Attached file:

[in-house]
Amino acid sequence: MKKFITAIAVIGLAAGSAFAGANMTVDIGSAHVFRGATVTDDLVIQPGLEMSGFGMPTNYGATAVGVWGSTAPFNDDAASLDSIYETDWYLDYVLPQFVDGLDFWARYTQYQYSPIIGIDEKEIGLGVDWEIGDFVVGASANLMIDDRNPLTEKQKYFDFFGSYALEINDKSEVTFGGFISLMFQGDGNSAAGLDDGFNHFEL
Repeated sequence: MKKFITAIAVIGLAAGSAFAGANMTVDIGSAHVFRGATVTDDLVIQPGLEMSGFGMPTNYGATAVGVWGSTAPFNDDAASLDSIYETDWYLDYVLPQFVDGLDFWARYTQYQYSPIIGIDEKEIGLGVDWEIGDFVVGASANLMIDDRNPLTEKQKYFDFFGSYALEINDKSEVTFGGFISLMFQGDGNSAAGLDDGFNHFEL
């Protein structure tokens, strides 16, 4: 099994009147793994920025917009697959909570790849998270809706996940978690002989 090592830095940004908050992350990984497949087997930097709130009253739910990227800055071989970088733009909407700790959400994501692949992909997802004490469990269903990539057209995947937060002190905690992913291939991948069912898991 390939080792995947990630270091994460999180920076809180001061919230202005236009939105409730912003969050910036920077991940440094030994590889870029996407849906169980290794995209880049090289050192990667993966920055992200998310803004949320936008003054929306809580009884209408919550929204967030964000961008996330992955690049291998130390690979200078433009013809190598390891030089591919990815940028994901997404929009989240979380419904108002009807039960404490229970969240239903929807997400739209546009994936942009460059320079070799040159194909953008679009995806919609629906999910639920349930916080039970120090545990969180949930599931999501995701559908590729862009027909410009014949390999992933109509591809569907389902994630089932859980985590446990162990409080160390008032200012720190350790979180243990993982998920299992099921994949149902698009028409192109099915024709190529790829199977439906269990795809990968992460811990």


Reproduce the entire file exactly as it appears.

[in-house]
Amino acid sequence: MKKFITAIAVIGLAAGSAFAGANMTVDIGSAHVFRGATVTDDLVIQPGLEMSGFGMPTNYGATAVGVWGSTAPFNDDAASLDSIYETDWYLDYVLPQFVDGLDFWARYTQYQYSPIIGIDEKEIGLGVDWEIGDFVVGASANLMIDDRNPLTEKQKYFDFFGSYALEINDKSEVTFGGFISLMFQGDGNSAAGLDDGFNHFEL
Repeated sequence: MKKFITAIAVIGLAAGSAFAGANMTVDIGSAHVFRGATVTDDLVIQPGLEMSGFGMPTNYGATAVGVWGSTAPFNDDAASLDSIYETDWYLDYVLPQFVDGLDFWARYTQYQYSPIIGIDEKEIGLGVDWEIGDFVVGASANLMIDDRNPLTEKQKYFDFFGSYALEINDKSEVTFGGFISLMFQGDGNSAAGLDDGFNHFEL
């Protein structure tokens, strides 16, 4: 099994009147793994920025917009697959909570790849998270809706996940978690002989 090592830095940004908050992350990984497949087997930097709130009253739910990227800055071989970088733009909407700790959400994501692949992909997802004490469990269903990539057209995947937060002190905690992913291939991948069912898991 390939080792995947990630270091994460999180920076809180001061919230202005236009939105409730912003969050910036920077991940440094030994590889870029996407849906169980290794995209880049090289050192990667993966920055992200998310803004949320936008003054929306809580009884209408919550929204967030964000961008996330992955690049291998130390690979200078433009013809190598390891030089591919990815940028994901997404929009989240979380419904108002009807039960404490229970969240239903929807997400739209546009994936942009460059320079070799040159194909953008679009995806919609629906999910639920349930916080039970120090545990969180949930599931999501995701559908590729862009027909410009014949390999992933109509591809569907389902994630089932859980985590446990162990409080160390008032200012720190350790979180243990993982998920299992099921994949149902698009028409192109099915024709190529790829199977439906269990795809990968992460811990």